Safe & Steady Doesn't Win The Race
by Matthew Kato on Nov 12, 2015 at 02:52 AM
Publisher: Bigben Interactive
Developer: Kylotonn
Rating: Everyone
Reviewed on: PlayStation 4

Dedicated rally games left the spotlight when longtime supporter Codemasters integrated the discipline into its Dirt series. However, WRC is an officially licensed property on its fifth iteration, featuring good ol' point-to-point rally racing minus the offroad, gymkhana, and rally cross dressings of the Dirt franchise. WRC 5 may feature pure rally racing, but its singular focus does not produce exemplary results.

One of the things that initially intrigued me was the inclusion of contracts with different race teams in the career mode. While these teams have different stats such as mentality, confidence, and efficiency, I didn't find a big difference between the teams that valued speed versus bringing the car home largely undamaged, for example. I took a contract with the latter for a season, and found they were happy as long as I was posting good results regardless of how much they had to keep fixing my car between days. At the end of each season you can take on a new contract as you climb the ranks of three racing tiers (J-WRC, WRC-2, and WRC), but ultimately the contracts offer little impetus to spur you forward.

This unremarkable approach ripples throughout the game. WRC 5's main features don't deviate from basic expectations; it has a rally school tutorial section, online ghosts of player times to race against, developer-created online challenge times, and the option to rewind to the beginning of a stage section if you mess up your run.

WRC 5 also fails to distinguish itself behind the wheel. For me, rally racing is about holding my breath while hurtling down too-narrow roads and living life one corner at a time. The courses feature some dangerous situations, such as jagged rocks waiting to shred the side of your car, chicane barriers in the middle of roads, and plenty of corners you don't want to cut, but either because the sense of speed isn't overwhelming or because the cars feel a little too deliberate in their control, I didn't get that rush I usually do in a rally title.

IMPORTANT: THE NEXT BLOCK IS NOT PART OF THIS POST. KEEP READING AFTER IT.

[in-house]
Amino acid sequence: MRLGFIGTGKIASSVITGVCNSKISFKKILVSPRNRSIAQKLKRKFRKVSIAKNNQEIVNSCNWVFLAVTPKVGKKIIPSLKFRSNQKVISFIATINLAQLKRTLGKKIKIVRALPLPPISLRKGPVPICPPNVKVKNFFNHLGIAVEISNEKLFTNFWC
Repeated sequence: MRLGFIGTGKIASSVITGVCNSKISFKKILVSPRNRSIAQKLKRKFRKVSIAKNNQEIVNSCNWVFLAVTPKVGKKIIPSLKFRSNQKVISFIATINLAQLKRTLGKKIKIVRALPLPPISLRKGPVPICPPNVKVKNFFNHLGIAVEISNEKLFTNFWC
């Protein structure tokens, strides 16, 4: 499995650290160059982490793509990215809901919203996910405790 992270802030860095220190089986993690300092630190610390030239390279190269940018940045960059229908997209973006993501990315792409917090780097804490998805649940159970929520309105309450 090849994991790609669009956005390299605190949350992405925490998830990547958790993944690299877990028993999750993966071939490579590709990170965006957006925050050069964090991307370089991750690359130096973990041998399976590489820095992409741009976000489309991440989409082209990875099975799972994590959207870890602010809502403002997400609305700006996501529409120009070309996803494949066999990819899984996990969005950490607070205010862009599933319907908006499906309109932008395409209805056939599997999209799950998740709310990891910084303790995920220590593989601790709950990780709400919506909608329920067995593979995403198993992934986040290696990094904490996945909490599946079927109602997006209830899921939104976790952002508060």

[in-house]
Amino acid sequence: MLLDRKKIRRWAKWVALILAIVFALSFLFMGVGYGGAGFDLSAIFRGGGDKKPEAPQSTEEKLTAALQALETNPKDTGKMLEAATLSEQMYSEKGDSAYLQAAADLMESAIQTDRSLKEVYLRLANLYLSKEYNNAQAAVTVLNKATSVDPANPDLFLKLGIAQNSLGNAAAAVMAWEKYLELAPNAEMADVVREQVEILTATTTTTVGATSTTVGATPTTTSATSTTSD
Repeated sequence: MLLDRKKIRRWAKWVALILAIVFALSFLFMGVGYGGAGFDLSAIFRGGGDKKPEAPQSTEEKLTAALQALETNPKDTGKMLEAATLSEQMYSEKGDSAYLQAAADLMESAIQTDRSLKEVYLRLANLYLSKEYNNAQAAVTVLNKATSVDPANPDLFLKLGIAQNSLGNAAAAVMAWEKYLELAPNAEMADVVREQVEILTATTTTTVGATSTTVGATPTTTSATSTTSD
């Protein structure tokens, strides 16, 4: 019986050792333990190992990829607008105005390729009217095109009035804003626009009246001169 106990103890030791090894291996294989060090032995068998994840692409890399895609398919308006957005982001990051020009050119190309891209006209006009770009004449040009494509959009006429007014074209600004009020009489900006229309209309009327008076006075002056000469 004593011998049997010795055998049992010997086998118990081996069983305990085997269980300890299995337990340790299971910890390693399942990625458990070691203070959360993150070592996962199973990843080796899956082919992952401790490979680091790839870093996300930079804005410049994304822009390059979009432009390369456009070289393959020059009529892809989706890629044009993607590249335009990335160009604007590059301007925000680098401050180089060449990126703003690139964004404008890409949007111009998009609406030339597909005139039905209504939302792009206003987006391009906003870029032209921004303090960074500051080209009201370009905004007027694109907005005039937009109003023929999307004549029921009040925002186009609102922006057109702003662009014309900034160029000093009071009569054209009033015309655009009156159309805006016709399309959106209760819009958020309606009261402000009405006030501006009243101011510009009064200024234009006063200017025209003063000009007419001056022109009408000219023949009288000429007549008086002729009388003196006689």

I'll give developer Kylotonn Games credit: As much as I think the cars (particularly the ones in the first two tiers) feel a little stiff, the game doesn't artificially help you into your slides or rely overly on the handbrake. I often liked riding the brake and throttle simultaneously into turns to get around them.

A rally game focused solely on the sport is a rare thing, and it's an opportunity to dive into this type of racing and concentrate on what makes it special. While WRC 5 offers a decent experience, it lacks bite or any distinguishing characteristics.

This review pertains to the PlayStation 4 version. It also appears on Xbox One, PlayStation 3, Xbox 360, Vita, and PC.

WRC 5 cover

The thrill of rally racing is muted in this by-the-numbers affair.

Game Informer's Review System
Concept Dedicated rally games are rare, and this officially licensed title has many of the basic features you'd expect
Graphics Looks okay, but I noticed parts of the environment popping in as I approached
Sound Your co-driver's voice instructions come quickly and can confuse you as you're driving
Playability The cars feel a little heavy and sluggish, but controlling them isn't a problem
Entertainment WRC 5 does little to distinguish itself either in the driving department or with its features
Replay Moderate